Cursed and Innocent Blood by Susan Koehler

Cursed: Eli Hancock is all about facts and scoffs at his friend Freddy’s superstitions. But after the pair find a gold coin in a sinkhole at Broken Brand Ranch and good things start happening to Eli, he thinks it might be lucky. He returns to the ranch and takes an old pocket watch. What’s a little more luck? Then, the coin begins to glow and his dreams turn haunted. Are the coin and pocket watch he found actually cursed?

Innocent Blood: Life has been tough since Rosa Vieja’s dad went missing. On top of the rumors that her dad walked out, the sophomore is haunted by a strange voice coming from the mist. The voice becomes more persistent after a classmate—the football team’s wide receiver and Rosa’s not-so-secret crush—disappears. She finds herself drawn toward the mysterious voice. Does the voice have anything to do with the nearby sinkholes? What does it mean when it says “innocent blood,” and what will make it stop?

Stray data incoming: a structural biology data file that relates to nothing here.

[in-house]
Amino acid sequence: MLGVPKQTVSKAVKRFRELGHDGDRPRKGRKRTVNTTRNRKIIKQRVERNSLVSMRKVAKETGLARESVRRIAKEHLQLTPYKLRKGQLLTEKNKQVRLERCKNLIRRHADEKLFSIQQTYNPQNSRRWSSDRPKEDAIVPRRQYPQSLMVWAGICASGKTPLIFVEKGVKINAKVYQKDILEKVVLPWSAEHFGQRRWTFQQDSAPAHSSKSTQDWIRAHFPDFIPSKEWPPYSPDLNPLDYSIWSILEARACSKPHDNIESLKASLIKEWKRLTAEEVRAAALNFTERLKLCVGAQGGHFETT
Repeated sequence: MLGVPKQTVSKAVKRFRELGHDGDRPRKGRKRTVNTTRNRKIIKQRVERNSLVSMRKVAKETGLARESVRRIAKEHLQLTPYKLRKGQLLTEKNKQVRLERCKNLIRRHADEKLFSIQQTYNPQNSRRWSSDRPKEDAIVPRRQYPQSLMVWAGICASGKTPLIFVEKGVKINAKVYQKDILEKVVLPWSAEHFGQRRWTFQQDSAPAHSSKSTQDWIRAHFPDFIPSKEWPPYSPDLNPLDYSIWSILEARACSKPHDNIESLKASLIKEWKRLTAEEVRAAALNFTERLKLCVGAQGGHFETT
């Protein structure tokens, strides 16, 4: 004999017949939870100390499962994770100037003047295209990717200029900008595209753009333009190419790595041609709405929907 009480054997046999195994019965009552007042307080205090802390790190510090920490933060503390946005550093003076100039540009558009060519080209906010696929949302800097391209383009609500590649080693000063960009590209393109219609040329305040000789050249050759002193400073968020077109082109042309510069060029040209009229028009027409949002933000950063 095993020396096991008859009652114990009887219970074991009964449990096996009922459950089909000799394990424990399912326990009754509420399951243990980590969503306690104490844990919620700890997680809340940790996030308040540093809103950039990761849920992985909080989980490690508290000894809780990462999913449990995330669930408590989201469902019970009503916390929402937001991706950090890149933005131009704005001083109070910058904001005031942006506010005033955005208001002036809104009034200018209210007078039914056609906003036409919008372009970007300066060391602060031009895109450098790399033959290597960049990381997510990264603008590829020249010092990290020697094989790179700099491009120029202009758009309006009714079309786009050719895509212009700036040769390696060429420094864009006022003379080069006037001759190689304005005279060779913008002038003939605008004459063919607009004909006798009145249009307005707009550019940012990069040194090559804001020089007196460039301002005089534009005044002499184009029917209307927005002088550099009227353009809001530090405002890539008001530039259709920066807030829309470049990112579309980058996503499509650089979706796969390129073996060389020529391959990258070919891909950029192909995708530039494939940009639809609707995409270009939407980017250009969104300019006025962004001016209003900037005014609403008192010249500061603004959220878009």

Camp QUILTBAG by Nicole Melleby

Twelve-year-old Abigail (she/her/hers) is so excited to spend her summer at Camp QUILTBAG, an inclusive retreat for queer and trans kids. She can’t wait to find a community where she can be herself—and, she hopes, admit her crush on that one hot older actress to kids who will understand.

Thirteen-year-old Kai (e/em/eir) is not as excited. E just wants to hang out with eir best friend and eir parkour team. And e definitely does not want to think about the incident that left eir arm in a sling—the incident that also made Kai’s parents determined to send em somewhere e can feel like emself.

After a bit of a rocky start at camp, Abigail and Kai make a pact: If Kai helps Abigail make new friends, Abigail will help Kai’s cabin with the all-camp competition. But as they navigate a summer full of crushes, queer identity exploration, and more, they learn what’s really important. Camp QUILTBAG is a heartfelt story full of the joy that comes from being and loving yourself.



Singing with Elephants by Margarita Engle

Cuban-born eleven-year-old Oriol lives in Santa Barbara, California, where she struggles to belong. But most of the time that’s okay, because she enjoys helping her parents care for the many injured animals at their veterinary clinic.